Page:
It’s Time for Coffee Militias

Dan Canon
4 min readSep 15, 2022
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Congratulations are in order for workers at Heine Bros. Coffee for their recent success in forming the second largest baristas’ union in the country. They join in coffee camaraderie with the more than 200 Starbucks shops that have organized in the last year, along with a slew of other regional chains and a smattering of worker-owned cafes.

When so much seems so bleak, and those in power so apathetic, the rejuvenation of the American labor movement is one of the few events that could conceivably turn things around. There’s still a long way to go, though. Only a small fraction of Starbucks stores nationwide are unionized, and less than 2% of all food service workers belong to a union. What if we add a little accelerant to the roaster, an extra espresso shot to our solidarity latte, some caffeine to our extended metaphor, etc.? Progress-minded baristas can do just that in their upcoming contract negotiations by insisting on the right to form not just coffee unions, but coffee militias.

Hear me out. In addition to the increase in wages, retirement plans, health benefits, and better working conditions that coffee unions will undoubtedly ask for, why not add a semiautomatic rifle and basic combat training for every new hire? Arming of drink artists should easily pass muster as a reasonable safety measure in twenty-first century America. Coffee shops aren’t necessarily a top target of mass shooters, but they get hit every now and then, and you never know what the next mass-shooting fad will be. Besides, isn’t violent crime on the rise or something?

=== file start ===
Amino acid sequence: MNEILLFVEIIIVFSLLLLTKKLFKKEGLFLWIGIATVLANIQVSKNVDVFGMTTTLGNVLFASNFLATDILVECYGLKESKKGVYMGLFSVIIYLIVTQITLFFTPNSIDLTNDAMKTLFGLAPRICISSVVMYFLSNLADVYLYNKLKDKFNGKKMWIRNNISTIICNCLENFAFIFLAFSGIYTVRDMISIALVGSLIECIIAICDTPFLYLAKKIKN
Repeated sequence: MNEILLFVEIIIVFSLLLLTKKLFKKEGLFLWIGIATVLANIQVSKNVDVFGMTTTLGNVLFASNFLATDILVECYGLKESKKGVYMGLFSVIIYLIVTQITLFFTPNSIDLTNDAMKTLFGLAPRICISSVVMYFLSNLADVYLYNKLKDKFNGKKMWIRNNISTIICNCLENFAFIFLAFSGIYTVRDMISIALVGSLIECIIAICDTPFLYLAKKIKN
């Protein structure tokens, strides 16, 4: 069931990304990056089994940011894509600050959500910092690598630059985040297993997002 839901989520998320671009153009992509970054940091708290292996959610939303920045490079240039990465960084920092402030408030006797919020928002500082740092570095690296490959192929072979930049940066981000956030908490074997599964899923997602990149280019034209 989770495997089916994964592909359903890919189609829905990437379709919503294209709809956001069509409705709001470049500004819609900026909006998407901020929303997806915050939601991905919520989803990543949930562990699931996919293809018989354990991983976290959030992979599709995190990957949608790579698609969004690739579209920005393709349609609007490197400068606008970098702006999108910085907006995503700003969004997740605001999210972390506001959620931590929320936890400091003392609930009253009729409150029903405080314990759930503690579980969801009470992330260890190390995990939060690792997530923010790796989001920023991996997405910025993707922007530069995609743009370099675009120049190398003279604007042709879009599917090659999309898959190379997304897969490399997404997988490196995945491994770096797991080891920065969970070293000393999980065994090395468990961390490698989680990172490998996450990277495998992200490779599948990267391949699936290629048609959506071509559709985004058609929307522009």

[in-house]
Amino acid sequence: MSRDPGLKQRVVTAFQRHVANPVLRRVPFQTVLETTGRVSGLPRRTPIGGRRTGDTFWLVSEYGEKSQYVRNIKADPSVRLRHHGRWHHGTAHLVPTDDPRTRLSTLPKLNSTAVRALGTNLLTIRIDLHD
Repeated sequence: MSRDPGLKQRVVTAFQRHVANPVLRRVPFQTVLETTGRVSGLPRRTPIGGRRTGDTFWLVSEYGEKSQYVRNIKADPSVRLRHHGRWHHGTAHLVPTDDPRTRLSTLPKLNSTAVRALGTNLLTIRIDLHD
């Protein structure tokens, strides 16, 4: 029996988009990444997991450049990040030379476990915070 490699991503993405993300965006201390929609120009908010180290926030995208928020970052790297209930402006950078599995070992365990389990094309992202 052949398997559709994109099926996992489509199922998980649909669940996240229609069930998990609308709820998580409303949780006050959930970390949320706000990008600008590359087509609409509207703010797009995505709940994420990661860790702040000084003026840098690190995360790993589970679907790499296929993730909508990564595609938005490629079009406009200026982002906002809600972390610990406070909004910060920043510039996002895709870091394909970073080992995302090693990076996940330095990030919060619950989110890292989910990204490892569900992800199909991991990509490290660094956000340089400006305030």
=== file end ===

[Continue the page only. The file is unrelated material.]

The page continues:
Anyway, crazed criminals are not the only danger facing our java slingers. A disciplined fighting force might make angry customers think twice about throwing their drink back through the drive-thru window (I am told this sort of thing occurs with some regularity). Hot coffee can cause third-degree burns, so chucking it at someone sounds like deadly force to me, and under the ridiculously broad self-defense laws of Kentucky and Indiana a barista could be well within their rights to blast away in response. I’d go so far as to say a well-armed coffee militia would greatly improve customer relations overall. If you’re the kind of dickhead who regularly berates service-industry employees, you might lighten up a bit if you knew it was a decorated sharpshooter who fucked up your drink.

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Dan Canon

Civil rights lawyer, law professor, and high school dropout. Writes about the Midwest, class struggle, and the untold horrors of the legal system.